CO2 price for transport and heating

Last updated: 11 February 2022

This policy sets a national trading system putting a price to GHG emissions for the heating and transport sectors, as is already the case for the energy sector and energy-intensive industry within the framework of the European emissions trading scheme. Companies trading in heating oil, natural gas, petrol and diesel are required to acquire pollution rights in the form of emission certificates. When a company places for example heating oil, liquefied petroleum gas, natural gas, coal, petrol or diesel on the market, it will need one certificate for every tonne of CO2 that will eventually be emitted by the products they place on the market. In this way, the Federal Government aims to incentivise the switch towards more sustainable heating and transportation, by rewarding low-carbon companies and penalising polluting ones. 
The federal and state governments set the CO2 price at 25 euros per tonne initially as of January 2021. Thereafter, the price is expected to rise, step by step, to 55 euros in 2025. As of 2026, the market will set the price, within a fixed band. The total quantity of certificates issued throughout Germany will be in line with the imperatives of German and European climate targets.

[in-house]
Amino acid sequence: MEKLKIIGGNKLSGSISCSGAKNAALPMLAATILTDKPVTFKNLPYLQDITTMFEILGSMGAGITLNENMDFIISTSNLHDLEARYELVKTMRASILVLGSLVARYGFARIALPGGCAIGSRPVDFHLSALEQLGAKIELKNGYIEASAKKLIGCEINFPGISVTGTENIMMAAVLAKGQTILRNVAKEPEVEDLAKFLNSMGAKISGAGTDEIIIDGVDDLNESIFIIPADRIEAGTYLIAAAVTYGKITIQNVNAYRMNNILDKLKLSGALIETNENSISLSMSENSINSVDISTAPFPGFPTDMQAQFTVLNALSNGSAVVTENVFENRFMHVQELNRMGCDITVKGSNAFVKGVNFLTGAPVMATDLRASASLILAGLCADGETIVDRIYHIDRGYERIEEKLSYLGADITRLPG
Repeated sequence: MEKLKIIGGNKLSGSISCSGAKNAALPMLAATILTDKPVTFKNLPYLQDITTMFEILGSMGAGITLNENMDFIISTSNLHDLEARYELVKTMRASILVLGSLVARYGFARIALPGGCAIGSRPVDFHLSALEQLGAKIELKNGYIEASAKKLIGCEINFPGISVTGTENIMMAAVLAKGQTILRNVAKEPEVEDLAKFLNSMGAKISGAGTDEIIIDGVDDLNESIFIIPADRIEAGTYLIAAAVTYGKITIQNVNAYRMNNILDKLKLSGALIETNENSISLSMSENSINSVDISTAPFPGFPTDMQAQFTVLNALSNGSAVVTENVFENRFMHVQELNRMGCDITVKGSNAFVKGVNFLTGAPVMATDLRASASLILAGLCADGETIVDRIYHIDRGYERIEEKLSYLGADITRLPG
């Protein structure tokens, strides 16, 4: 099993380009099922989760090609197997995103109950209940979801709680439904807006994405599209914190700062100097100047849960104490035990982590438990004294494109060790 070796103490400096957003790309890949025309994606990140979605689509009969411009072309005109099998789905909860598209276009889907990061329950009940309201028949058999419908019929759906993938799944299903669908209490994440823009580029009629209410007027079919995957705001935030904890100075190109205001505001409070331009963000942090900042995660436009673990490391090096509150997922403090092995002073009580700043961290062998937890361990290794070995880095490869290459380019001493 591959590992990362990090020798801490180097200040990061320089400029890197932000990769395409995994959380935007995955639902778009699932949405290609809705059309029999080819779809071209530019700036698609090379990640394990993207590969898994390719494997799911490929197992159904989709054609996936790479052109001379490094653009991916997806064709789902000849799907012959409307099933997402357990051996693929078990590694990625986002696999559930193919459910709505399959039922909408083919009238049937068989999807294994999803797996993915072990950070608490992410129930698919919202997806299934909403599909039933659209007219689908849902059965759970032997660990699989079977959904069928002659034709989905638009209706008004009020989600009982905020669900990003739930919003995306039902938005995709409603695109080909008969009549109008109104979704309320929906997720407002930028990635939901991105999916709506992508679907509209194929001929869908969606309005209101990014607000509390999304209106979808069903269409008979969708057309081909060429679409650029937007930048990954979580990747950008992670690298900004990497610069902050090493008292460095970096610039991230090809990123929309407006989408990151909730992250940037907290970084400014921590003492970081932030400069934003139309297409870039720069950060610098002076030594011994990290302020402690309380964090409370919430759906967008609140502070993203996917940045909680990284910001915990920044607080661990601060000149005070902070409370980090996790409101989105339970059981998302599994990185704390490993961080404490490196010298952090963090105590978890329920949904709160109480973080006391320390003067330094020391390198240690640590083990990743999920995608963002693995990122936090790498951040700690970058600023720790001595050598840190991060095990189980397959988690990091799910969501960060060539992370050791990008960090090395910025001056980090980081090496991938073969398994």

German government has to invest the additional income generated by CO2 pricing in measures related to climate-friendly transport and energy-efficient buildings, or pass it on to citizens and companies in the form of financial assistance and promotion measures such as a decrease of the electricity price.

To avoid the outsourcing of production to countries with lower environmental standards, the Federal Government issued an ordinance to introduce compensation measures for the most relevant firms. In return companies have to commit themselves to using an energy management system. Also, from 2023 they will be required to invest in economically viable climate change mitigation measures as identified by their energy management system. Such investments will have to amount to at least 50% of the compensation payment, or 80% from 2025 onwards. 
This measure is part of the German Climate Action Programme 2030, and it is expected to be a relevant financial source for it.

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